Author Bio: 

Nicki is a working mum writing blogs to help fellow mums use technological apparatus to make parenting easier in today’s era. Her work on cell phone tracking software has received great appreciation from a reader. To know more about her follow on twitter @nickimarie222

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What Career Path Is Your Teen Considering?

Posted by Sue Scheff on March 02, 2017  /   Posted in Parenting Teens, Summer Jobs, Teen Help

Do you remember the dread you felt as a kid when an adult asked what you wanted to be when you grew up?

CareerBuilder research shows that nearly 1 in 4 high school students pick their career based on something they saw on TV or in a movie, and 33 percent of full-time workers regret the college major they chose. In conjunction with Find Your Calling month, an initiative that empowers students to pick a career based on their interests, CareerBuilder is releasing a series of studies with surprising insights into labor market and hiring trends. Today’s release focuses on top occupations for younger workers.

CHICAGO and ATLANTA – March 2, 2017 – What do I want to do with my life? It is one of the most pressing and often overwhelming questions for America’s youth —and CareerBuilder is working to help them find the answer. Today, CareerBuilder launched Find Your Calling Month, a nationwide initiative taking place throughout March that encourages students to discover possible career and education paths and get them excited about the future.

 

CareerBuilder research shows that nearly 1 in 4 high school students pick their career based on something they saw on TV or in a movie1, and that 33 percent of full-time workers regret the college major they chose.2 As college debt rises, the skills gap widens and a significant number of workers fall prone to unemployment or underemployment, it is important to start educating students early about their options. 

 

CareerBuilder’s month-long initiative centers around its free national website FindYourCalling.com, which enables students to instantly view a wide range of careers based on their individual interests. Students can see job growth projections, salary ranges, companies hiring, educational programs and more, and can easily share that information on social media to get their friends to discover their own career paths as well. The initiative also enlists schools throughout the country to host Find Your Calling days and encourages parents and businesses to participate.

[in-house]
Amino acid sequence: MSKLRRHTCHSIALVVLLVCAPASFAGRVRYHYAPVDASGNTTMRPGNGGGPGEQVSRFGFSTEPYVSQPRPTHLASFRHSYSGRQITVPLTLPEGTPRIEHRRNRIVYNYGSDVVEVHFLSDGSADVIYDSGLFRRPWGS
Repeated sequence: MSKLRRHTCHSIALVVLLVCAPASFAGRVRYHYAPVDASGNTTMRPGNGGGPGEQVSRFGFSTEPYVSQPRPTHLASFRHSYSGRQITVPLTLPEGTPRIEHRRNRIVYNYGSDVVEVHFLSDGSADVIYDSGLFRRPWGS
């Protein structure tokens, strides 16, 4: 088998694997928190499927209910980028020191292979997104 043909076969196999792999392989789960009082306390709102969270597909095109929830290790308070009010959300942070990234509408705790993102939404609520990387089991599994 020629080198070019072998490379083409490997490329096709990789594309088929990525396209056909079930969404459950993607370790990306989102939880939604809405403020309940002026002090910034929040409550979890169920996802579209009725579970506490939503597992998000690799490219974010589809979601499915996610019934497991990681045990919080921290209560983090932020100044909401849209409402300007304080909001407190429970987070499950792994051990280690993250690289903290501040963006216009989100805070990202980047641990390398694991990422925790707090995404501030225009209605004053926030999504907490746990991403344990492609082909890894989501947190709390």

In conjunction with Find Your Calling month, CareerBuilder is releasing a series of studies that provide surprising insights into labor market and hiring trends. Today’s release focuses on top occupations for younger workers based on jobs that are growing quickly, pay a good wage and have a solid concentration of workers ages 19 to 24.

“There is a world of opportunity open to younger workers in business, technical and creative fields,” said Rosemary Haefner, chief human resources officer at CareerBuilder. “When choosing a potential career, you want to ask yourself two questions: 1) What am I passionate about? and 2) Does data show that this occupation is growing and pays well? The more informed you are about your options and what it takes to get to where you want to be, the better the outcome.”

The study is based on data from Emsi, CareerBuilder’s labor market analysis arm, which pulls information from nearly 100 national, state and local employment resources.

1 CareerBuilder’s nationwide survey of 210 high school seniors conducted by Harris Poll, June 2015
2 CareerBuilder’s nationwide survey of 2,851 full-time workers conducted by Harris Poll, June 2016

About CareerBuilder®
CareerBuilder is a global, end-to-end human capital solutions company focused on helping employers find, hire and manage great talent. Combining advertising, software and services, CareerBuilder leads the industry in recruiting solutions, employment screening and human capital management. It also operates top job sites around the world. Owned by TEGNA Inc. (NYSE:TGNA), Tribune Media (NYSE:TRCO) and McClatchy (NYSE:MNI), CareerBuilder and its subsidiaries operate in the United States, Europe, South America, Canada and Asia. For more information, visit www.careerbuilder.com.